Thursday, December 22, 2005

Colonial Christmas: Sprays

Sprays: I never said they were ALL wreaths.
(As always, click the pictures to see larger views)
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"Perhaps the best Yuletide decoration is being wreathed in smiles." ~ Unknown
I told you that all decorations in Colonial Williamsburg were not wreaths. My battery ran down before I did so I had to skip several lovely wreaths including the one from the tin maker that included small tin cups among the flowers and fruit; and the cobbler with a partially made leather shoe and other instruments of his craft intertwined with greenery, flowers and poppy pods. All the wreaths in this series were from buildings along one main street and around the palace greens. We never made it to several other areas of the town.

This set is dedicated to those decorative accents that would be classified as "sprays". A few were complementary pieces to wreaths but most stood strong on their own. We will start above with a window treatment centering on a large pine cone with cedar evergreen. The round seed pods have been identified by Judy, the best botanist I've ever known, as lotus or water lily seed pods. Dried money plant is included and the color is added with a bright red dried flower or they could be sumac berries.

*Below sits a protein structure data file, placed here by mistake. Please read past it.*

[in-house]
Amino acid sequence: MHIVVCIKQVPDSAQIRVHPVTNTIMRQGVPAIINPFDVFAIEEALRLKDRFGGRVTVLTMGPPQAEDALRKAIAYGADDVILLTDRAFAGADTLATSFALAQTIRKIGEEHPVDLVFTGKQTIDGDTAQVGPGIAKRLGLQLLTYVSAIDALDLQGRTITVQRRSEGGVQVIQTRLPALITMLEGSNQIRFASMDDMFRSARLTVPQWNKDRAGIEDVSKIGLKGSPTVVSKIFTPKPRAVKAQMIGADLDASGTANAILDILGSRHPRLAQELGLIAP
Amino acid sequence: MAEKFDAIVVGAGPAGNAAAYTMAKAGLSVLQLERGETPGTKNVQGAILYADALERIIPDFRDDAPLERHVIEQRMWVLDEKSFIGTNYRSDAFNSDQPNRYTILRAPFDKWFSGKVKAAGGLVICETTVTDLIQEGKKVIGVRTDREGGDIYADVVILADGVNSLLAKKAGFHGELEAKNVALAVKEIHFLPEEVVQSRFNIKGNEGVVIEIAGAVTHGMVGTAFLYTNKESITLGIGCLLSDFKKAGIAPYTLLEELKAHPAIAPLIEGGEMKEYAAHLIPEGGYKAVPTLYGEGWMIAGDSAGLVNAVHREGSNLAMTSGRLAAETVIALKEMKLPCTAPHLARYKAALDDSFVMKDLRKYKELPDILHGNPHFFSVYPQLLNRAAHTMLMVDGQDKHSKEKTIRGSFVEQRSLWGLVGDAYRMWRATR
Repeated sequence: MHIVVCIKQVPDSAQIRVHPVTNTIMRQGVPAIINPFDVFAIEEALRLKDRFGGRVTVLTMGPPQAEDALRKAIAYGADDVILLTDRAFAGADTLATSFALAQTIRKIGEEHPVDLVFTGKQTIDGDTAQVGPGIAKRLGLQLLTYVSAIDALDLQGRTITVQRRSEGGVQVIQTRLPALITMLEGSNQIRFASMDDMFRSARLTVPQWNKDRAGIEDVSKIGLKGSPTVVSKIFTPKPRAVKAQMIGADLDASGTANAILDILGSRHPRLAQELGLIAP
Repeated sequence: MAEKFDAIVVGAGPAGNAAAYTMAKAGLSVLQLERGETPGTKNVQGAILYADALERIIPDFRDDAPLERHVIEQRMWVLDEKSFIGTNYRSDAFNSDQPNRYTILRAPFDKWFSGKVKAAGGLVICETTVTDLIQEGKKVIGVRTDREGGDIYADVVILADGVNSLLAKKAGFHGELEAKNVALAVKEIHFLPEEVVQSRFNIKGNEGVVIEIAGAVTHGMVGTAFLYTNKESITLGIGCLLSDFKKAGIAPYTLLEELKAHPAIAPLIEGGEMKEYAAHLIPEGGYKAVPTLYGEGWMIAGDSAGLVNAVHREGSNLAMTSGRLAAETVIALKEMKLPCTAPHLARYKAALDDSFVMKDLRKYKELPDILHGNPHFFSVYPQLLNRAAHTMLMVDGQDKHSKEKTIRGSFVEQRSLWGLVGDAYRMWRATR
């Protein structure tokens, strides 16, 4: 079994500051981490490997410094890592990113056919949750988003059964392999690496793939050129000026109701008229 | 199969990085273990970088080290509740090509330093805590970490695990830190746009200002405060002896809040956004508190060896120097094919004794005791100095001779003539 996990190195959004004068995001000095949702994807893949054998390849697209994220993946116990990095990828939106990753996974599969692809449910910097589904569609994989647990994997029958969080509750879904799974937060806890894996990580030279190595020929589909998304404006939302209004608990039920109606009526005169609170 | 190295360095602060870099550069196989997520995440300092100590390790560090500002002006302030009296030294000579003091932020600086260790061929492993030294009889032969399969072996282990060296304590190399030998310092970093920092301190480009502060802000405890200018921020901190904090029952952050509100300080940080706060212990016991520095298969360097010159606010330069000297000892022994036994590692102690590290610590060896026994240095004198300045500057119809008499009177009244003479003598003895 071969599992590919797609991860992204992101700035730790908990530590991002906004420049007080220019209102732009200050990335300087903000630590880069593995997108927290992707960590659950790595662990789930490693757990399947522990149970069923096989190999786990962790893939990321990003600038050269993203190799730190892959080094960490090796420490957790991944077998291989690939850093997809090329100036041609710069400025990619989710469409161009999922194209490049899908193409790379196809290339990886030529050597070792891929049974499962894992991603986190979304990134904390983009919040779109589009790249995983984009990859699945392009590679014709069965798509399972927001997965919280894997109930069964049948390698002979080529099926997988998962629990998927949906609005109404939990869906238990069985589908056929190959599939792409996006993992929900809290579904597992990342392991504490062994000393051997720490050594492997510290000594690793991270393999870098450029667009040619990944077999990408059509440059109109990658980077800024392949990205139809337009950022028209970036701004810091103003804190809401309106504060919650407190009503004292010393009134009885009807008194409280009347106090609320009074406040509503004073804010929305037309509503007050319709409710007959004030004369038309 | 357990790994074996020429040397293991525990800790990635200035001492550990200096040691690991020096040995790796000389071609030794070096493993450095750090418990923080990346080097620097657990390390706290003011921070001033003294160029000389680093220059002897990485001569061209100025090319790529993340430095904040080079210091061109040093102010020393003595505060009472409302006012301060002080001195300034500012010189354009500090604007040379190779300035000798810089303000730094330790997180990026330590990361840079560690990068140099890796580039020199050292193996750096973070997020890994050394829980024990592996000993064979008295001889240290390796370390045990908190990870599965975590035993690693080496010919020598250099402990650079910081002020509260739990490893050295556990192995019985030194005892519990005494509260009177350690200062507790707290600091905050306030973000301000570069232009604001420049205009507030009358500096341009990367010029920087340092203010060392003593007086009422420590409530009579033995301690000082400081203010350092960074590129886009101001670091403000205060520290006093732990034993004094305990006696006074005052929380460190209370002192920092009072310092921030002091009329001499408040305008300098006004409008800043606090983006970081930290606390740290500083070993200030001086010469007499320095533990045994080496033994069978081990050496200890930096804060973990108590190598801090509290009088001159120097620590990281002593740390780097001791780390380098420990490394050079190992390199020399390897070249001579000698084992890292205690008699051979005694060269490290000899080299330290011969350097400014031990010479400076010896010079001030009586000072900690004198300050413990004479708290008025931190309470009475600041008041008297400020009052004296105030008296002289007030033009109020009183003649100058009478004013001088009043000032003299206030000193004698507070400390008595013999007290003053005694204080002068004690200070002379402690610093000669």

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Above, a base of cedar evergreen is dressed with stalks of wheat, golden yarrow, purple statice, and perhaps the red is more cockscomb. Other small orange flowers and larger mum-like flowers were included. A small artichoke is noted centrally. I think the lighter golden flowers are lona or golden argeratum (at least they looked like the picture) and the larger yellow-orange one may be a strawflower.

This window treatment centers on the large artichoke in a background of evergreen perhaps both pine and fir. Golden yarrow again with poppy pods and Amaranthus caudatus. There is a huge variety of plants in this plant family. This piece was not made with a large number of different plants but the colors are great together.

Finally, another traditional decoration is the "fan". Usually placed above an entry way or over a window casing, these large pieces most often are made often adorned with fruit. Here the pine background is nested with central pomegranate and side clusters of oranges. Pheasant feathers top off the fan.

I have only two more entries in this series. On the last post I am going to include two reference books about the wreaths and other decorations at Colonial Williamsburg. One gives detailed instructions in making wreaths and many other holiday ornamentations. See you soon. (end of post)

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